Ellen Johnson-Sirleaf, Africa’s first female head of state and the rebuilding of the post-war economy of Liberia.
Ellen Johnson-Sirleaf, Africa’s first female head of state has led a remarkable life; after spending time imprisoned and exiled, she rebuilt her country after a turbulent decade of civil war. In 2010 Newsweek listed her as one of the top ten leaders in the world and in 2014 she was named the 70th most powerful woman in the world by Forbes magazine.
Sirleaf was born in 1938, in Monrovia, Liberia. After marrying at 17, she had a thorough education, which started with her studying at the College of West Africa in 1955. She then moved to the USA and completed her Master of Public Administration in 1971 from Harvard’s prestigious John F Kennedy School of Government. Shortly afterwards, she returned to her homeland.
Driven Twice into Exile
Sirleaf’s return to Liberia was eventful but also troubled. In 1971 she briefly took up office of the Assistant Minister of Finance under William Tolbert before resigning over a disagreement regarding government spending. She served as Finance Minister from 1979-1980 until the bloody military coup in 1980 where Tolbert and all but four of his ministers were executed by firing squad. She was offered a role under the new leadership but fled the country later that year after publicly criticizing the new regime.
Exile was a frustrating time for Sirleaf; she lived in the USA and Kenya before returning to Liberia for two unsuccessful presidential elections in 1985 and 1997. Times were very hard in Liberia: there was peace for only two years before civil war broke out again, leading to the destruction of much of the infrastructure and a death toll of nearly 200,000. Sirleaf fought with the dictator Charles Taylor, whom she initially supported, and was imprisoned for treason. Fortunately, after international pressure and public outcry she only served seven months of a ten year sentence and was exiled once again from her homeland.
Sirleaf stood for the presidency in a contested general election
The end of the civil war in 2003 marked Sirleaf’s return to the country and her rise to real power and prominence. A transitional government was established with Sirleaf serving as Head of the Governance Reform Commission. She then stood for the presidency in the hotly contested general election of 2005. Sirleaf managed to best the popular candidate, footballer George Weah, and secure the leadership. Sirleaf later went on to win a second term in office in 2011. She accepted the Nobel Peace Prize just four days before announcing running for a second term, the timing of which was heavily criticized by her opponents.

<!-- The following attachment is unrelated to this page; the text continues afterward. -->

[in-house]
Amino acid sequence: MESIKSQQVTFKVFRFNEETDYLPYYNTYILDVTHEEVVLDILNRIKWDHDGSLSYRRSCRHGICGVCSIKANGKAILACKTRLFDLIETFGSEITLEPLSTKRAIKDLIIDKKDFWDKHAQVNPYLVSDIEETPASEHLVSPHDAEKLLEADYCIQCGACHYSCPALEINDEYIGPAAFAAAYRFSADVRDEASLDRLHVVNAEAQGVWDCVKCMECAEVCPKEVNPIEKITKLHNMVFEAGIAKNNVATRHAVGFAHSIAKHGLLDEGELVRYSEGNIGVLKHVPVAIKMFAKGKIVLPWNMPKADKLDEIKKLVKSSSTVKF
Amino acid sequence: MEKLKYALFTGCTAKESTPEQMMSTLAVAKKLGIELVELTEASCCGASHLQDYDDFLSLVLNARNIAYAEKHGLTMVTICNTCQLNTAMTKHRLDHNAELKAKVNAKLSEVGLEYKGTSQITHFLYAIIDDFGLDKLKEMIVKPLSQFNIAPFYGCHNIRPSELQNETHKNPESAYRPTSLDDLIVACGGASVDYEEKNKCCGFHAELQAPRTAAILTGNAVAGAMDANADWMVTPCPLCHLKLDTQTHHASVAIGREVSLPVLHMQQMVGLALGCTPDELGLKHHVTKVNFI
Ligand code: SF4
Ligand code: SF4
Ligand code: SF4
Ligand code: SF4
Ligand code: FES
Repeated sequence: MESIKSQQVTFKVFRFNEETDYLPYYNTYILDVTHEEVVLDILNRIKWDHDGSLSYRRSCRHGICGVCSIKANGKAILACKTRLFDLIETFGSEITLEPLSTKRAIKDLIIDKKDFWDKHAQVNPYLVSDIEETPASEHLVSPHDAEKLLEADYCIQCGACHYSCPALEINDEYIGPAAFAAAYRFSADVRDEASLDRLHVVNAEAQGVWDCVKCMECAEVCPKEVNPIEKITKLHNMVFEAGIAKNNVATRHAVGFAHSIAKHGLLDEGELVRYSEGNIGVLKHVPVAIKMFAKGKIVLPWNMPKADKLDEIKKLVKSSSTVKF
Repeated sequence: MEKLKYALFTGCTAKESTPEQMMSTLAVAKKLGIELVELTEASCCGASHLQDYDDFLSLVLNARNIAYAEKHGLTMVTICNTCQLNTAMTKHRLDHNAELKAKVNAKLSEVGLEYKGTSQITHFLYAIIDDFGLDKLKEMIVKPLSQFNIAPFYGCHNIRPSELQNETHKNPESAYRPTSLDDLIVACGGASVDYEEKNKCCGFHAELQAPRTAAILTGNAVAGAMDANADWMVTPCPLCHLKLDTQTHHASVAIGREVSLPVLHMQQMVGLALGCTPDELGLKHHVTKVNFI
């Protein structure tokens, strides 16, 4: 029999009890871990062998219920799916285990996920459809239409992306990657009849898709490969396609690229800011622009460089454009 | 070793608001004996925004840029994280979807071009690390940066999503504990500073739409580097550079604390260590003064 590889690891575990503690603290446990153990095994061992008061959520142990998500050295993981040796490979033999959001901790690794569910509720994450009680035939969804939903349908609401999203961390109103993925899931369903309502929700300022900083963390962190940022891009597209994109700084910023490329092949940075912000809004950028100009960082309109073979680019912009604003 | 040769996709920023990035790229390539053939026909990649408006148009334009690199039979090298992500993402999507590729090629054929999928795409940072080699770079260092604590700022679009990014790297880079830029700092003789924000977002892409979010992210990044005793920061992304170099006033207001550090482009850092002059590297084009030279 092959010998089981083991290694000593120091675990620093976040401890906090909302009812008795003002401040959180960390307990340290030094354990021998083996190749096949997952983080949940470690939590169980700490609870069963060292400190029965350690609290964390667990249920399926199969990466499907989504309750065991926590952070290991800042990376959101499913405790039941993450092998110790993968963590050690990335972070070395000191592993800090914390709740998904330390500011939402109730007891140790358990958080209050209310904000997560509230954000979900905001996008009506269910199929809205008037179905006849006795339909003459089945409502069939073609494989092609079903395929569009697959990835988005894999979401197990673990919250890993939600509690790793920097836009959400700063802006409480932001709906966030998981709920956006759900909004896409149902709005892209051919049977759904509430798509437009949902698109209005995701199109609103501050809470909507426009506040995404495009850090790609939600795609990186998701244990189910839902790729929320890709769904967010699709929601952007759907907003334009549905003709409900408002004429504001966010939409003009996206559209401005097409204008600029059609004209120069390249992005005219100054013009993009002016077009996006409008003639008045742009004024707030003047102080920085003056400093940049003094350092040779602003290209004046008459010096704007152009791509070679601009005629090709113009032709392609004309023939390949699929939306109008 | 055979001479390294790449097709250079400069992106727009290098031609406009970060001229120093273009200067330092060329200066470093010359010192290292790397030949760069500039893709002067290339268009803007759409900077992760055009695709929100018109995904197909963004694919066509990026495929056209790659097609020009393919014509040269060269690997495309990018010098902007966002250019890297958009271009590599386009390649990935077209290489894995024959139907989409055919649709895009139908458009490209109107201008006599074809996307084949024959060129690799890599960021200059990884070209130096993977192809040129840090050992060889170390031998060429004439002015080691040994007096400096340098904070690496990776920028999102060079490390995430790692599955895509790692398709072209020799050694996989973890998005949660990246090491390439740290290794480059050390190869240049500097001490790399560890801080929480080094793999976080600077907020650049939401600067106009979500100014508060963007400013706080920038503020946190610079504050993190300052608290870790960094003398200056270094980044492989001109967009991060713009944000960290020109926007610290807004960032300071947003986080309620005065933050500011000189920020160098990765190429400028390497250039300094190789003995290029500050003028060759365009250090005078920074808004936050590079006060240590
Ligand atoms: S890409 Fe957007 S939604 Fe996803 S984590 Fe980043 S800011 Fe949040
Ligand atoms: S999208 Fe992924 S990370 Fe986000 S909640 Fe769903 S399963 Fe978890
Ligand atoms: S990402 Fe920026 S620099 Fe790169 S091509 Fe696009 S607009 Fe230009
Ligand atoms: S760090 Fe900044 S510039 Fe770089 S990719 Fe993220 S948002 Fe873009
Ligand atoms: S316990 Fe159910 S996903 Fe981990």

During the last decade in power, Sirleaf has been credited with much of Liberia’s recovery. The country she inherited was devastated by a decade of civil war; hospitals had been destroyed, teachers and academics had fled the country and an entire generation had missed out on an education. Agriculture had ground to a halt and basic amenities such as electricity and clean water were not available to many Liberians. Her priority became restoring education, and in 2007 she made education free and compulsory for all elementary aged children.
A “zero tolerance” policy on corruption ineffective
Over the last ten years, Sirleaf has also successfully negotiated the write-off of nearly $5bn in foreign debt, allowing Liberia to borrow again from foreign banks, which has kick-started the economic recovery of one of the most impoverished countries on the planet. However her “zero tolerance” policy on corruption has been criticized for being ineffective, with government corruption still rampant in Liberia.
Her Nobel Peace Prize in 2011, for her dedication to women’s rights, was the culmination of years of fighting for equality at home, and abroad. Sirleaf described it as, “the recognition of my many years of struggle.” Her promotion of tolerance and equality has been a hallmark of her presidency. Despite strong prejudice in West Africa on LGBT issues, Sirleaf has been praised for resisting proposed changes to the law that would criminalize homosexuality further. She stated that, “the status quo in Liberia has been one of tolerance and no one has ever been prosecuted under that [current] law.” Sirleaf has stood almost alone in refusing further criminalization and oppression of the LGBT community, against mounting pressure from the media and Liberian lawmakers.
Liberia still has a long way to go
Despite her best efforts, Liberia still has a long way to go. The Ebola crisis of 2014 illustrated how ill equipped the healthcare system and infrastructure was when faced with such a major outbreak of disease. More people died in Liberia than any other country, amassing a total death toll of over 4,500. Critics have also chastised her for not doing enough to battle unemployment, whilst claiming the restoration of some basic amenities have been lacking in the post-war decade.
After decades of fighting for justice and equality for Liberia, she has spent her presidency re-building a war-torn nation. Whilst she has her critics, few could question her unwavering dedication to the country. She has endured exile, imprisonment, and grave risks to her life for the future of the Liberian people. Liberia still faces many challenges; however its future is undoubtedly brighter as a result of Sirleaf’s leadership and commitment to the nation.